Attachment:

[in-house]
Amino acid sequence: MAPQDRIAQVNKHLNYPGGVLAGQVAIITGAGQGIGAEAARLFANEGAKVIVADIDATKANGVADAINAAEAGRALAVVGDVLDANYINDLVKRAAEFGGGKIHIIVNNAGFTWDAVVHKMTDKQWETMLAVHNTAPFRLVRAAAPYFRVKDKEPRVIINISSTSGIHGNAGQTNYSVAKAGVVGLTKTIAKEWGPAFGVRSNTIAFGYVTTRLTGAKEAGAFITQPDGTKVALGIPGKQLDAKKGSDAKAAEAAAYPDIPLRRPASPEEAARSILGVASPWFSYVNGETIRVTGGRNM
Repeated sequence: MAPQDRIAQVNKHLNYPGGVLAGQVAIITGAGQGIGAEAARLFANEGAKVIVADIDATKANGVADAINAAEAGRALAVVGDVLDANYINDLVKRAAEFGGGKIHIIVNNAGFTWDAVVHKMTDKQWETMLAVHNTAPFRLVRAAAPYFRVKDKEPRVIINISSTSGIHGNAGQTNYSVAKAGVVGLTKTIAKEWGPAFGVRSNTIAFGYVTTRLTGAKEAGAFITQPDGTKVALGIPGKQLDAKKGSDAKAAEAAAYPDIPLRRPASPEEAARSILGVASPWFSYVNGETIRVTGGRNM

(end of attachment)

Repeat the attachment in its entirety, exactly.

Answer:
[in-house]
Amino acid sequence: MAPQDRIAQVNKHLNYPGGVLAGQVAIITGAGQGIGAEAARLFANEGAKVIVADIDATKANGVADAINAAEAGRALAVVGDVLDANYINDLVKRAAEFGGGKIHIIVNNAGFTWDAVVHKMTDKQWETMLAVHNTAPFRLVRAAAPYFRVKDKEPRVIINISSTSGIHGNAGQTNYSVAKAGVVGLTKTIAKEWGPAFGVRSNTIAFGYVTTRLTGAKEAGAFITQPDGTKVALGIPGKQLDAKKGSDAKAAEAAAYPDIPLRRPASPEEAARSILGVASPWFSYVNGETIRVTGGRNM
Repeated sequence: MAPQDRIAQVNKHLNYPGGVLAGQVAIITGAGQGIGAEAARLFANEGAKVIVADIDATKANGVADAINAAEAGRALAVVGDVLDANYINDLVKRAAEFGGGKIHIIVNNAGFTWDAVVHKMTDKQWETMLAVHNTAPFRLVRAAAPYFRVKDKEPRVIINISSTSGIHGNAGQTNYSVAKAGVVGLTKTIAKEWGPAFGVRSNTIAFGYVTTRLTGAKEAGAFITQPDGTKVALGIPGKQLDAKKGSDAKAAEAAAYPDIPLRRPASPEEAARSILGVASPWFSYVNGETIRVTGGRNM